Quiz 5: Klein: Object Relations Theory

Psychology
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In contrast to Freud's emphasis on the first 4 to 6 years of life, object relations theory stresses the first 4 to 6 months. Klein believed that an infant's drives are directed to an object such as a breast, penis, or vagina.These early childhood drives give an infant's experiences an unrealistic, fantasy-like quality that affects later interpersonal relations. Compared with Freud, Klein placed more emphasis on interpersonal relations and less emphasis on biology. Whereas Freud's theory emphasized the importance of the father during the male Oedipus complex, Klein's theory is built on the importance of the mother. Object relations theory holds that human contact and relatedness-not sexual pleasure-are the principal motivators of human behavior.

During the first few months of life, an infant experiences both a good breast (one that offers nourishment and contentment) and a bad breast (one that frustrates the infant). When these opposing experiences threaten the existence of the infant's vulnerable ego, the infant tries to gain control of the breast by harboring the breast and destroying it. To tolerate these opposing feelings, the ego splits itself and deflecting parts of both the life and death instincts onto the breast. The infant wishes to retain and control the good breast as a defense against annihilation by persecutors. This paranoid-schizoid position allows the infant to organize experiences into both good and bad experiences.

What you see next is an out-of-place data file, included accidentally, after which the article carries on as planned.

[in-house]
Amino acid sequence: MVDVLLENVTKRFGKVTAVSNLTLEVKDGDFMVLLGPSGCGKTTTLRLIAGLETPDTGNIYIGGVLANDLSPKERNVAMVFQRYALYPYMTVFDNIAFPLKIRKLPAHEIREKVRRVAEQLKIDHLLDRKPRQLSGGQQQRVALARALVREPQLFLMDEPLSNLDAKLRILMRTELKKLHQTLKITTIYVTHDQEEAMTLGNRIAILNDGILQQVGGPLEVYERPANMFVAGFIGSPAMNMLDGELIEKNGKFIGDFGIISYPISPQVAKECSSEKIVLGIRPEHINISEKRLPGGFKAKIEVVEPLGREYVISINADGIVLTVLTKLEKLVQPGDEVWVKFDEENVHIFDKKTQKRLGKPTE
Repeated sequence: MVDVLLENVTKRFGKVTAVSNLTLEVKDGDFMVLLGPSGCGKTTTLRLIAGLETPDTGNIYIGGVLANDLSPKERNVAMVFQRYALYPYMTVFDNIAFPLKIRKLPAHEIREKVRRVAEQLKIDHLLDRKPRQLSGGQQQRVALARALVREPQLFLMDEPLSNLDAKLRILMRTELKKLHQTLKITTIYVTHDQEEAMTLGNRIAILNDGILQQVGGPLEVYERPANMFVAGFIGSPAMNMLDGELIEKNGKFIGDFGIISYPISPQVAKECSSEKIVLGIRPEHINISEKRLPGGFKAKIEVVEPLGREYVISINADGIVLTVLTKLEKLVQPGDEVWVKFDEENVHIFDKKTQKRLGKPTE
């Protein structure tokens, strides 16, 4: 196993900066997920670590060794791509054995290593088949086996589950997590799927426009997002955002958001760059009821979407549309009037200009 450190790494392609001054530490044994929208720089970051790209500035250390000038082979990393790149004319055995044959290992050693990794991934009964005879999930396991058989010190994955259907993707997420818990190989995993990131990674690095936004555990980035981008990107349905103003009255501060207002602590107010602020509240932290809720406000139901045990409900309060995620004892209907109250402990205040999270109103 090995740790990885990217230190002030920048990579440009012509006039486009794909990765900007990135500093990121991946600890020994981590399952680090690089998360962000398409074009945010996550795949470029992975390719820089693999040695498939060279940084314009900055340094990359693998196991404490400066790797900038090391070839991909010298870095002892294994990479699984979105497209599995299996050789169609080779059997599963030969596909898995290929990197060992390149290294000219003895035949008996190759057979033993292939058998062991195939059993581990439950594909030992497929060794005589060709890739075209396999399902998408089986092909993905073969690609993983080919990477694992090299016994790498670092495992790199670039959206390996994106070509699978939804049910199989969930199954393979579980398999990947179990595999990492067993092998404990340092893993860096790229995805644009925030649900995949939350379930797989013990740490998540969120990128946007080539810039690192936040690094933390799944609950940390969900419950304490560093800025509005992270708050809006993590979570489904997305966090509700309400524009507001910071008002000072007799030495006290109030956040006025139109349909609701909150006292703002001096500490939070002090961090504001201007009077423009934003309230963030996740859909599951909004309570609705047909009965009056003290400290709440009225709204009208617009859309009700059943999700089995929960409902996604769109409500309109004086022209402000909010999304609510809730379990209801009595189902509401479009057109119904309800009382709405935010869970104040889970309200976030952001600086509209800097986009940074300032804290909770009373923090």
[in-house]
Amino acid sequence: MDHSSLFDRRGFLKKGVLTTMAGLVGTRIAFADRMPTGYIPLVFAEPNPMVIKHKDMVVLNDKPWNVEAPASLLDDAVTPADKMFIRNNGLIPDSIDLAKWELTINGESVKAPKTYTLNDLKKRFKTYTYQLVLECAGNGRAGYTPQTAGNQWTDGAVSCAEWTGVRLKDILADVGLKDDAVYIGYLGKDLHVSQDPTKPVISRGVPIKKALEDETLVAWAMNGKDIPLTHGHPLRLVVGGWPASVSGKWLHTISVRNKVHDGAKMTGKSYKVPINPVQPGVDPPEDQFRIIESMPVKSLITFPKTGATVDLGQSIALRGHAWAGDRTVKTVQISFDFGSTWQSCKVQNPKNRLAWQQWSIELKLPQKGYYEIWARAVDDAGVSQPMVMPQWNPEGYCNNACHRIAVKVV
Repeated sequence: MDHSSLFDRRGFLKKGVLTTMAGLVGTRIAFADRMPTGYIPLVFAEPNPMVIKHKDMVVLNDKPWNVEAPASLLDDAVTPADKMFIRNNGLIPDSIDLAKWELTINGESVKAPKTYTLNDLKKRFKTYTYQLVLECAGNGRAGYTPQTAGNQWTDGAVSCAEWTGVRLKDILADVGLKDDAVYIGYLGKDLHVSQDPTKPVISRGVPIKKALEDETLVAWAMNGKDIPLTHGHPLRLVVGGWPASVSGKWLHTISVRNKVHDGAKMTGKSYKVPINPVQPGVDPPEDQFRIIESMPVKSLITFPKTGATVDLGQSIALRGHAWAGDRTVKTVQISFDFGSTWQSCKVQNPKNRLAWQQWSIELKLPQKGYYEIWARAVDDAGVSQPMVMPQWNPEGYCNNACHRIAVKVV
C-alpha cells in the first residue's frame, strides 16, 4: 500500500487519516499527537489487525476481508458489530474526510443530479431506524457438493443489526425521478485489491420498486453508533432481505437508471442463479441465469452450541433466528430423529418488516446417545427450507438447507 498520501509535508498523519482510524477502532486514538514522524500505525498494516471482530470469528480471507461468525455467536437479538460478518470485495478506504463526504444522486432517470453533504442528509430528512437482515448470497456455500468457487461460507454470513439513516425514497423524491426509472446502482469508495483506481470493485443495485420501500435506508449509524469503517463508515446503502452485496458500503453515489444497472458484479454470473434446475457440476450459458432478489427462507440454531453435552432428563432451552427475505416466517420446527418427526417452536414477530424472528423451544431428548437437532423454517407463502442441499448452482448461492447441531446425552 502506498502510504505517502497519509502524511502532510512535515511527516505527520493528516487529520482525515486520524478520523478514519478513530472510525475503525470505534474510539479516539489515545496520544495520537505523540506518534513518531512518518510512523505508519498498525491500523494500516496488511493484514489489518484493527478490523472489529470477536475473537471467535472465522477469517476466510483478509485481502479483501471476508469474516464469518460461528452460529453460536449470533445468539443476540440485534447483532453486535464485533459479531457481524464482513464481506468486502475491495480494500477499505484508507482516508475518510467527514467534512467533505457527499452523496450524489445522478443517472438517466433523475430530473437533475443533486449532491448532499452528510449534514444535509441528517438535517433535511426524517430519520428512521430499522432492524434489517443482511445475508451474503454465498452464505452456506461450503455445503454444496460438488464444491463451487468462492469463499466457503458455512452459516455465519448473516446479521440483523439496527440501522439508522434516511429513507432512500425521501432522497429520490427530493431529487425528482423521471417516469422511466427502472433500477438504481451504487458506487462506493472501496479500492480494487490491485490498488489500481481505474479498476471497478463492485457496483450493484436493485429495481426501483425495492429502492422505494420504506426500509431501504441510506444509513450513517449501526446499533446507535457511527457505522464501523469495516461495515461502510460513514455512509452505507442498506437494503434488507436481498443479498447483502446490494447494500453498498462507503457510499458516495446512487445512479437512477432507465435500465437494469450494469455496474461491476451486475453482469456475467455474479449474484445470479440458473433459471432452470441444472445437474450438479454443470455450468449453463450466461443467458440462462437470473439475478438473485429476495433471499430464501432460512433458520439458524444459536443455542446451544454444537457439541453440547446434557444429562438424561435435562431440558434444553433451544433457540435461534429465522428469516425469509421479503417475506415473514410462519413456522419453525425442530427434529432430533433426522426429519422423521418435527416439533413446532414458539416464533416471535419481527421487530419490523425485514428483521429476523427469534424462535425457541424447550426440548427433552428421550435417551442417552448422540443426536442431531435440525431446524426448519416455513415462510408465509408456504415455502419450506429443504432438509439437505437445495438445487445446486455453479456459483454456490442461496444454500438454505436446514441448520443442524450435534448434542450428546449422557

According to Klein, infants adopt several psychic defense mechanisms to protect their ego against anxiety aroused by their own destructive fantasies. Introjection refers to the infants' fantasizing about incorporating external objects (such as their mother's breast) into their own body. Projection is the fantasy that one's own impulses are within another person rather than within one's own body.By projecting destructive urges onto external objects or other people, infants protect themselves from unpleasant anxiety. Splitting allows infants to keep apart the good and bad aspects of themselves or of external objects. Projective identification is a means of reducing anxiety by splitting off unacceptable parts of one's self and projecting them onto another object, and then introjecting them back into the self in a disguised form.